aleator classicus

Reading at Random in Classical Literature

Isidore, Etymologies 12.7.24

with 2 comments

psittacus Indiae litoribus gignitur, colore viridi, torque puniceo, grandi lingua et ceteris avibus latiore. unde et articulata verba exprimit, ita ut si eam non videris, hominem loqui putes. ex natura autem salutat dicens ‘have’ vel ‘chaire’. cetera nomina institutione discit.

The parrot comes from the coastal regions of India; it is green in colour, with a purple collar and a strong tongue that is more copious than that of other birds. So it even produces articulate words, in such a way that if you had not seen it you would think it was a human speaking. It is in its nature to greet you, saying ‘Hello!’ or [in Greek] ‘Good health!’. It learns other words by being taught them.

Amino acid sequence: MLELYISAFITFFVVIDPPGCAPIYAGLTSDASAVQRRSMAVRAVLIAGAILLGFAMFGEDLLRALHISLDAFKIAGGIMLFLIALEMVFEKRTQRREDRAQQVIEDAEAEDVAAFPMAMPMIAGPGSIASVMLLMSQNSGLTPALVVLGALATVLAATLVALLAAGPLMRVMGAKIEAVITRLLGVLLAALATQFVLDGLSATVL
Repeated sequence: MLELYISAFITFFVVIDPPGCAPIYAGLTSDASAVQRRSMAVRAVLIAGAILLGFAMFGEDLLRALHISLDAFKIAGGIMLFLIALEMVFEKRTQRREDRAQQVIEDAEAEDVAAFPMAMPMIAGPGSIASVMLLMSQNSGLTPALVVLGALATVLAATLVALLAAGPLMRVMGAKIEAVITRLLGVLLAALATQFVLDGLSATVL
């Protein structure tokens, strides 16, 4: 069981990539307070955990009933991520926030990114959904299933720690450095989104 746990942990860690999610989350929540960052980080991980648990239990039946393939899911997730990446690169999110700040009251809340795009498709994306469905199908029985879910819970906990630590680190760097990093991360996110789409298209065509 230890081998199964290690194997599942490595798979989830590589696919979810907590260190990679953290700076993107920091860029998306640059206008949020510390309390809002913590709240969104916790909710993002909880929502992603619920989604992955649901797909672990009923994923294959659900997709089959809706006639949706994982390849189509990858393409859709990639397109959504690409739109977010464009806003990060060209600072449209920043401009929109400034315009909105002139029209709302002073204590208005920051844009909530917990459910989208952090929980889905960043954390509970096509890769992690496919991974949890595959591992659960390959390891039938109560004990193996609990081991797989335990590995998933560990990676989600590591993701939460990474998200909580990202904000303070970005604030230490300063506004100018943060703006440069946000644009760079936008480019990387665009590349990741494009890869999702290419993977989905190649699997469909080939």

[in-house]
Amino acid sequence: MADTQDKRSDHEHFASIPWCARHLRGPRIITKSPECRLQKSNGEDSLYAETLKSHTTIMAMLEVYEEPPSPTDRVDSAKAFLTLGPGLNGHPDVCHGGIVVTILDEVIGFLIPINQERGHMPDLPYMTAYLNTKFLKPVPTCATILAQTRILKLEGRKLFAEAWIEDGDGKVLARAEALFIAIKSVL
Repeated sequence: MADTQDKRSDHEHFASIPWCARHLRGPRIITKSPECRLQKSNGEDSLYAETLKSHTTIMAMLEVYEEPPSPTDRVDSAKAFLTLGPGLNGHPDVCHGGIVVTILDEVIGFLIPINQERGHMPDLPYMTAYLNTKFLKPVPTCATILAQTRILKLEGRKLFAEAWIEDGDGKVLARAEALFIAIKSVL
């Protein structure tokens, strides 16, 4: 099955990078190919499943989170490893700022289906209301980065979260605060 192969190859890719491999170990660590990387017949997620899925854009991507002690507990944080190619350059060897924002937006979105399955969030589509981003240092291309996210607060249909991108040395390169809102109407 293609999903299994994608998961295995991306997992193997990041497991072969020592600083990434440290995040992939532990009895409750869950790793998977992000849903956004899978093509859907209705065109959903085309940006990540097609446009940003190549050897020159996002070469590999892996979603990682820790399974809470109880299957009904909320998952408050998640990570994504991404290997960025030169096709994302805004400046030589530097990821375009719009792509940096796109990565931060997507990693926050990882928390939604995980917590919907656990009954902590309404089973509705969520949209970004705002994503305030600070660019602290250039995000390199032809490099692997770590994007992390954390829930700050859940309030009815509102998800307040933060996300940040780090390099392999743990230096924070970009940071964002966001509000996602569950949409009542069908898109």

For more on Isidore and a couple of nice images, see here.

Written by aleatorclassicus

September 26, 2012 at 12:00 PM

Posted in Isidore

2 Responses

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  1. Isidore is endlessly fascinating. There was a new edition of his Etymologies in 2007, with a wonderful review of it by Emily Wilson (‘The verbal doodles of Saint Isidore’) in the TLS: http://www.the-tls.co.uk/tls/reviews/classics_and_modern_languages/article759521.ece
    I also wrote a post on just a handful of his speculations, ‘How the Tiger and the Tigris Got their Names’: http://judithweingarten.blogspot.it/2007/10/how-tiger-and-tigris-got-their-names.html

    judithweingarten

    September 26, 2012 at 4:31 PM


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